The President has instructed the agencies to work on regulations enhancing retirement security through, for example, expanding the ability of small employers to join a MEP and facilitating greater use of electronic means of providing required disclosures to participants.
On August 31, 2018, President Trump signed an executive order (EO) directing the Departments of Labor (DOL) and Treasury to work on a number of matters affecting the private retirement system. The EO includes the following directives:
Expanding multiple employer plans (MEPs); limited amount can be done without Congress. Under current DOL guidance, a MEP exists only if the employers participating in a retirement plan have a strong connection unrelated to the provision of retirement benefits. MEPs enjoy certain economies of scale and efficiencies that the participating employers would typically not experience if they were each responsible for their own retirement plan. As noted, RESA and the House retirement bill would allow completely unrelated employers to participate in an “open MEP.”
The EO directs DOL to clarify and expand the circumstances under which small and mid-sized businesses in particular may sponsor or adopt a MEP (which are referred to as Association Retirement Plans (“ARPs”) in certain Administration documents). DOL has already prepared a proposal that could be published as early as later this month. As the Administration is referring to MEPs as ARPs in certain documents, the proposal from the DOL may mirror in many respects the Association Health Plans regulation that was finalized earlier this year. Under that rule, the circumstances under which unrelated employers may join together to provide health insurance to their employees is fairly restrictive. Therefore, without a change from Congress, it is not anticipated that the proposal will allow open MEPs or very materially expand MEP availability.
MEP “one bad apple” rule. As noted, under the so-called one bad apple rule, if a single employer participating in a MEP violates the Internal Revenue Code’s retirement plan qualification rules, then the entire MEP may be disqualified, resulting in severe tax consequences for both the employers and participants. The EO directs Treasury to consider guidance that would provide relief from this result, so that only the employer violating the rules (and its participants) would be adversely affected. It is unclear if the Treasury relief will be as comprehensive or effective as the relief in RESA and the House bill.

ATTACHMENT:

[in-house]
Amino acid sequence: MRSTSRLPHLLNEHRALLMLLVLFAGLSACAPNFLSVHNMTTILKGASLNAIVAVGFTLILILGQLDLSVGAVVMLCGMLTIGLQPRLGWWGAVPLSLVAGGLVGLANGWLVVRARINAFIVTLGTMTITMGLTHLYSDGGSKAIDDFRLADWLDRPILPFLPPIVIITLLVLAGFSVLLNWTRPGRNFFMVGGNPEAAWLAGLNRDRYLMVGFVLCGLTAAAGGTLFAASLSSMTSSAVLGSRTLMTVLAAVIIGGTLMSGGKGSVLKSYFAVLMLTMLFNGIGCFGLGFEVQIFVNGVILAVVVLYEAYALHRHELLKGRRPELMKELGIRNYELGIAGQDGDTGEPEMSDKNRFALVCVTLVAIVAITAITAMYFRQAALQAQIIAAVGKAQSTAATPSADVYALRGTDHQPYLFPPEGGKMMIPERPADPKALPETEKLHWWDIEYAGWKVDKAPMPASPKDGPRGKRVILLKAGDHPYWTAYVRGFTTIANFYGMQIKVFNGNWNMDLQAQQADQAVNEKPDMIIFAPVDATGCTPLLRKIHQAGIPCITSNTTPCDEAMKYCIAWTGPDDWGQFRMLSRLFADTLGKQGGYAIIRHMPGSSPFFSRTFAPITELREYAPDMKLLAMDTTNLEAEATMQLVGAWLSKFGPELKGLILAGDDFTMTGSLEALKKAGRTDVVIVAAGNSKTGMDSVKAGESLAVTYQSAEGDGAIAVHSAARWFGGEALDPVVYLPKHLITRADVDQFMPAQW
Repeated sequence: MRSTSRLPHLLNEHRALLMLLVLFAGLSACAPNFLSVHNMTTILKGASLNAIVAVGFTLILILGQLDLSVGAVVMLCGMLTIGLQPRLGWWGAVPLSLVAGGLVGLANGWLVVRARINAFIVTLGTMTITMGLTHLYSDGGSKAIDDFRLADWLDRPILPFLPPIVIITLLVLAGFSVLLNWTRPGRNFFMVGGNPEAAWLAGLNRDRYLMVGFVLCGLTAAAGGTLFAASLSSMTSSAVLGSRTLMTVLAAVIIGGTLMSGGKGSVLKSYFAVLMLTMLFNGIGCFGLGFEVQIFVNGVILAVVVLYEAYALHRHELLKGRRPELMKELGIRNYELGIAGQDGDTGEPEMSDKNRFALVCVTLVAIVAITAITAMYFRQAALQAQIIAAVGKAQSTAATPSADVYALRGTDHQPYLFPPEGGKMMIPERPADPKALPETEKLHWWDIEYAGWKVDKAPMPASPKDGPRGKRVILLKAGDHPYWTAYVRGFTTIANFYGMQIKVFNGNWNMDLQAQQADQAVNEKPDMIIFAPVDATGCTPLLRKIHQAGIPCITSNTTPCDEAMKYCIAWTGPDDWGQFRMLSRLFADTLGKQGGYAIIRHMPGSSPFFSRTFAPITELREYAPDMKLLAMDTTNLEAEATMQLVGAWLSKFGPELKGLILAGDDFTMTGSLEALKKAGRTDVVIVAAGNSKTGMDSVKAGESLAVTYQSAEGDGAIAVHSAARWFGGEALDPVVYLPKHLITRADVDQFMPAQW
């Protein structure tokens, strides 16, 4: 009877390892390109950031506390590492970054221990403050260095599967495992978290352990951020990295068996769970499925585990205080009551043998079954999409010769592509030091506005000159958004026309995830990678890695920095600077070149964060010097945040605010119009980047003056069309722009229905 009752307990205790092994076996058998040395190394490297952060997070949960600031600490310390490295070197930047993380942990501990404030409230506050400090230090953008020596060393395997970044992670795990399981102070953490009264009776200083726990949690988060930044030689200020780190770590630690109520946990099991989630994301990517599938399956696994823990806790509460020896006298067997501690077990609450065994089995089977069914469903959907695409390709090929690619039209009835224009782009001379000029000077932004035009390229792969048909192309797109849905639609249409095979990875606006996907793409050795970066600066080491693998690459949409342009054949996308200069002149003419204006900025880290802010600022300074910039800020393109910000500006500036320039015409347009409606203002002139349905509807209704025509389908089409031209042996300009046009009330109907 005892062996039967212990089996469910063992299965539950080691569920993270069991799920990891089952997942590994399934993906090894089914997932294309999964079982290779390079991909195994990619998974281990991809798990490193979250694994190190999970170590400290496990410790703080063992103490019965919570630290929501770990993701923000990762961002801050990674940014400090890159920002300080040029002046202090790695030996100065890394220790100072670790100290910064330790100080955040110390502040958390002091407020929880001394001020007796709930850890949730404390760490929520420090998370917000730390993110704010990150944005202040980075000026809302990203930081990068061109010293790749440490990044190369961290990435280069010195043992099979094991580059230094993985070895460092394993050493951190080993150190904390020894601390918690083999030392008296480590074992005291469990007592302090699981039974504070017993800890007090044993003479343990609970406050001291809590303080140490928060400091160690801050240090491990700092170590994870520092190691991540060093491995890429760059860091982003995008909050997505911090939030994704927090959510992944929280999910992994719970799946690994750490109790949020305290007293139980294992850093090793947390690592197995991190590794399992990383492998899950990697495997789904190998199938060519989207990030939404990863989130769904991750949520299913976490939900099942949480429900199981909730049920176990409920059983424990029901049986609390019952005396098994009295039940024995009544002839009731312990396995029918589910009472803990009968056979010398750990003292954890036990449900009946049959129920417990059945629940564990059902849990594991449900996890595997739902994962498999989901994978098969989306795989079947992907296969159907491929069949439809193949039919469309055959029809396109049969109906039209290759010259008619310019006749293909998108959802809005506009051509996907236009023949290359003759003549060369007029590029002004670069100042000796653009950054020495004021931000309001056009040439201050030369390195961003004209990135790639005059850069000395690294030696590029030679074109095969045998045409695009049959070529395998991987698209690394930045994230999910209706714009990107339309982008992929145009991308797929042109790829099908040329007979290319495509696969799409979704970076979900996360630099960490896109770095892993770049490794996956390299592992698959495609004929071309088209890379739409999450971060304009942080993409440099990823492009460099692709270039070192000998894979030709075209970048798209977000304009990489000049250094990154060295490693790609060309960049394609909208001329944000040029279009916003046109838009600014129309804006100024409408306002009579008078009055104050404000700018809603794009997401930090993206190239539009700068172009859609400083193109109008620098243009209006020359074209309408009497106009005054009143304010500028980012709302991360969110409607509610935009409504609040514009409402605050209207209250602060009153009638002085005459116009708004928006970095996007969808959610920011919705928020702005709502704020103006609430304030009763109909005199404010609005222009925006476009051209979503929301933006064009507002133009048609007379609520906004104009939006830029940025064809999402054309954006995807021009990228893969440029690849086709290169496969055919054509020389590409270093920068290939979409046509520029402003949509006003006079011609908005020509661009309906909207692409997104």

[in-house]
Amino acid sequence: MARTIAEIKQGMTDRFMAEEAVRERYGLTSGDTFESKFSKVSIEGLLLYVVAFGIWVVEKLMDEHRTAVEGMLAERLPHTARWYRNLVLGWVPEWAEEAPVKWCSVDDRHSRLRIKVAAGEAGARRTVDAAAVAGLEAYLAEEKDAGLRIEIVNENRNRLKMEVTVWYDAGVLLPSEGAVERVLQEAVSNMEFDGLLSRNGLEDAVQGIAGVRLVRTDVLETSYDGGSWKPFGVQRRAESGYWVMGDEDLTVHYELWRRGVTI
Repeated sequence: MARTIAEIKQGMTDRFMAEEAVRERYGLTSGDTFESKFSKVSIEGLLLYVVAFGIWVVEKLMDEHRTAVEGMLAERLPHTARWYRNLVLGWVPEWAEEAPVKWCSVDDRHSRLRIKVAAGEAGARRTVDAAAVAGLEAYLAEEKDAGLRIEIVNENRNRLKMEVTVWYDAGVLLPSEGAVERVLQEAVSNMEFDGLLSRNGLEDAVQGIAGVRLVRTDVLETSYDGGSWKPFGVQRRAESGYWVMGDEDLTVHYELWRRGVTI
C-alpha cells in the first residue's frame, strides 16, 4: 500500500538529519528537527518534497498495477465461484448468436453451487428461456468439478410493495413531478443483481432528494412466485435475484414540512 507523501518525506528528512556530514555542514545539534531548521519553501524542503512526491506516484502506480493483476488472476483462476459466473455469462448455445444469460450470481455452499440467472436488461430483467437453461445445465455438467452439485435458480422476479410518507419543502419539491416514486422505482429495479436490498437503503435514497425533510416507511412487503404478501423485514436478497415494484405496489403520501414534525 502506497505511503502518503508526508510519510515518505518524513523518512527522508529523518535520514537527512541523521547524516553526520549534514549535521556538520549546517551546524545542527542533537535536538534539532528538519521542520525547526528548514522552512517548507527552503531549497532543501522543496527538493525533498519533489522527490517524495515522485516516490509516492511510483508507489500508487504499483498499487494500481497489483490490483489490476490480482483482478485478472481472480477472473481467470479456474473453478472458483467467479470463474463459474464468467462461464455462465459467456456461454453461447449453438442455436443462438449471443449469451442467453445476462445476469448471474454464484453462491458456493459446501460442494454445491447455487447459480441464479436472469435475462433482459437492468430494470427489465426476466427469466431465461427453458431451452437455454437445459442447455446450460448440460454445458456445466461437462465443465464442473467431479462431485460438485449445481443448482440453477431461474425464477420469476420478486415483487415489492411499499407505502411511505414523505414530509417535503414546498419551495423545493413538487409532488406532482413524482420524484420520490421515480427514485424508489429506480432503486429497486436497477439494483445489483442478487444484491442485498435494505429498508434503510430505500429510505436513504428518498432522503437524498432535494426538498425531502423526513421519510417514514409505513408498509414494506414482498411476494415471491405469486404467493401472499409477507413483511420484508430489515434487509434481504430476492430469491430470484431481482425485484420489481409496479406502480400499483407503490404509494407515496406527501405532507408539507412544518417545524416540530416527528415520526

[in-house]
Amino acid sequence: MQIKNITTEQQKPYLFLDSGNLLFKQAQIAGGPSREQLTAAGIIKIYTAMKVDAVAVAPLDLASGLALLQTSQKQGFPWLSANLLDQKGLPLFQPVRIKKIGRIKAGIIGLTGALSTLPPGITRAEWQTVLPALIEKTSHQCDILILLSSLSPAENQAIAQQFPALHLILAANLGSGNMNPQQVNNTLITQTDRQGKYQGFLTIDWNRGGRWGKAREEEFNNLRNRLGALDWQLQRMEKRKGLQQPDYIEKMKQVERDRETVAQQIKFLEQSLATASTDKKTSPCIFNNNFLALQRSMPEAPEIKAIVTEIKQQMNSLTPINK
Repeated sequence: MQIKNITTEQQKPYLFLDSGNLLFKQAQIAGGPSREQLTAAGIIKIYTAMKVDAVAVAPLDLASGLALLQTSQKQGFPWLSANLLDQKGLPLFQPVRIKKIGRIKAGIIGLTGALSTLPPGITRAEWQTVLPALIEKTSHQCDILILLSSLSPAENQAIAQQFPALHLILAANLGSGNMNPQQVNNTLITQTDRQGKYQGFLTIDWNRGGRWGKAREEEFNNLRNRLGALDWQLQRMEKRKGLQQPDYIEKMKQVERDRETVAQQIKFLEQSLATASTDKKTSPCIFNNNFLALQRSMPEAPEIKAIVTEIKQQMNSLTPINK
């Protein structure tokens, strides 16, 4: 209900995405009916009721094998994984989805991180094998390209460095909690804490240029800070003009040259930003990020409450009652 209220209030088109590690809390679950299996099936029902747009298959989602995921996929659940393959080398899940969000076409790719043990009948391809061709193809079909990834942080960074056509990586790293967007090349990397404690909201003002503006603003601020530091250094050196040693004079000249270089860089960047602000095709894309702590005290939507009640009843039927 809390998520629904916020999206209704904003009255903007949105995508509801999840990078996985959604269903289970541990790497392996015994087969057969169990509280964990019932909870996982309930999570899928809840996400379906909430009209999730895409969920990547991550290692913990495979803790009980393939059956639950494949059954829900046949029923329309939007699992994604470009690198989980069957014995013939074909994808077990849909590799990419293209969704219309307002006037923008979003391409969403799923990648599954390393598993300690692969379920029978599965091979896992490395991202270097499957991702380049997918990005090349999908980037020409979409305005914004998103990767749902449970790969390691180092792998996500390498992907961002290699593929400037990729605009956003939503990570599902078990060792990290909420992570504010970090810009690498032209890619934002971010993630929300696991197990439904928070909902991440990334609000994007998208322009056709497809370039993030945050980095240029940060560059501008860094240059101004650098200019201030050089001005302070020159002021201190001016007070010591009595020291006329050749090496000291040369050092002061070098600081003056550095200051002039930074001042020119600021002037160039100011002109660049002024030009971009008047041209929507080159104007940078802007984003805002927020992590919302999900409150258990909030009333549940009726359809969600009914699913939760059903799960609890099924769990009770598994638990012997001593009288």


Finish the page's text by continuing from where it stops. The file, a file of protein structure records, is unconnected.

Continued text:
Required minimum distributions (RMD) update. As a general rule, individuals must take a certain minimum annual distribution from their retirement plans and non-Roth IRAs after reaching age 70½. The amount that an individual is required to take is based on the joint life expectancy of that individual and his or her beneficiary according to life expectancy tables provided by the IRS.
The EO directs Treasury to consider updating the life expectancy tables in the RMD regulations to reflect the increase in average lifespans. Updating the tables is expected to result in lower annual RMDs, thereby allowing individuals to keep more money in their retirement accounts.
Retirement plan notices. Plan sponsors are required to provide a number of notices to plan participants at certain times and in conjunction with certain events. Under current rules, employers may not – as the default option – deliver the notices using electronic methods. The EO directs DOL to explore ways to reduce the cost of retirement plan notices for plan sponsors, such as through the broader use of electronic delivery. DOL is also instructed to consider ways to improve mandatory retirement plan notices by making them “more understandable and useful.”
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